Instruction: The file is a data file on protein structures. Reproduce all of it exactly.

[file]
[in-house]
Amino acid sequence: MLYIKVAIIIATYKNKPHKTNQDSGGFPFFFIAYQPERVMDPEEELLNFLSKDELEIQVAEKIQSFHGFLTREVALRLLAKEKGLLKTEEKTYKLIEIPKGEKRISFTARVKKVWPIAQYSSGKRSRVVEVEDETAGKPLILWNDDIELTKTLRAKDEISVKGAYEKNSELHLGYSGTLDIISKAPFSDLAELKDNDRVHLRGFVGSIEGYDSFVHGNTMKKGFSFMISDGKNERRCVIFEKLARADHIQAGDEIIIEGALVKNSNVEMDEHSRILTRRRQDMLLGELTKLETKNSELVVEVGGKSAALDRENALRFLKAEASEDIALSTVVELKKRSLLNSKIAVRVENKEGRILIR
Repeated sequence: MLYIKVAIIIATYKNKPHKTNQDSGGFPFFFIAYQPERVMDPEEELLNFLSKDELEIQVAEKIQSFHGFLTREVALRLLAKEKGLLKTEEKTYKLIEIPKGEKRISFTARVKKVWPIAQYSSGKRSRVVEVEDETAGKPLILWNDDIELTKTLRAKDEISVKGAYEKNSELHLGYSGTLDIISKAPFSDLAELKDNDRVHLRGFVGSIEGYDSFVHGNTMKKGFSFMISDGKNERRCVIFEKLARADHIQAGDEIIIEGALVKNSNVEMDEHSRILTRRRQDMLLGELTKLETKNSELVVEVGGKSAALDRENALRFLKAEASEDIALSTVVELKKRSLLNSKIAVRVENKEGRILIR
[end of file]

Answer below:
[in-house]
Amino acid sequence: MLYIKVAIIIATYKNKPHKTNQDSGGFPFFFIAYQPERVMDPEEELLNFLSKDELEIQVAEKIQSFHGFLTREVALRLLAKEKGLLKTEEKTYKLIEIPKGEKRISFTARVKKVWPIAQYSSGKRSRVVEVEDETAGKPLILWNDDIELTKTLRAKDEISVKGAYEKNSELHLGYSGTLDIISKAPFSDLAELKDNDRVHLRGFVGSIEGYDSFVHGNTMKKGFSFMISDGKNERRCVIFEKLARADHIQAGDEIIIEGALVKNSNVEMDEHSRILTRRRQDMLLGELTKLETKNSELVVEVGGKSAALDRENALRFLKAEASEDIALSTVVELKKRSLLNSKIAVRVENKEGRILIR
Repeated sequence: MLYIKVAIIIATYKNKPHKTNQDSGGFPFFFIAYQPERVMDPEEELLNFLSKDELEIQVAEKIQSFHGFLTREVALRLLAKEKGLLKTEEKTYKLIEIPKGEKRISFTARVKKVWPIAQYSSGKRSRVVEVEDETAGKPLILWNDDIELTKTLRAKDEISVKGAYEKNSELHLGYSGTLDIISKAPFSDLAELKDNDRVHLRGFVGSIEGYDSFVHGNTMKKGFSFMISDGKNERRCVIFEKLARADHIQAGDEIIIEGALVKNSNVEMDEHSRILTRRRQDMLLGELTKLETKNSELVVEVGGKSAALDRENALRFLKAEASEDIALSTVVELKKRSLLNSKIAVRVENKEGRILIR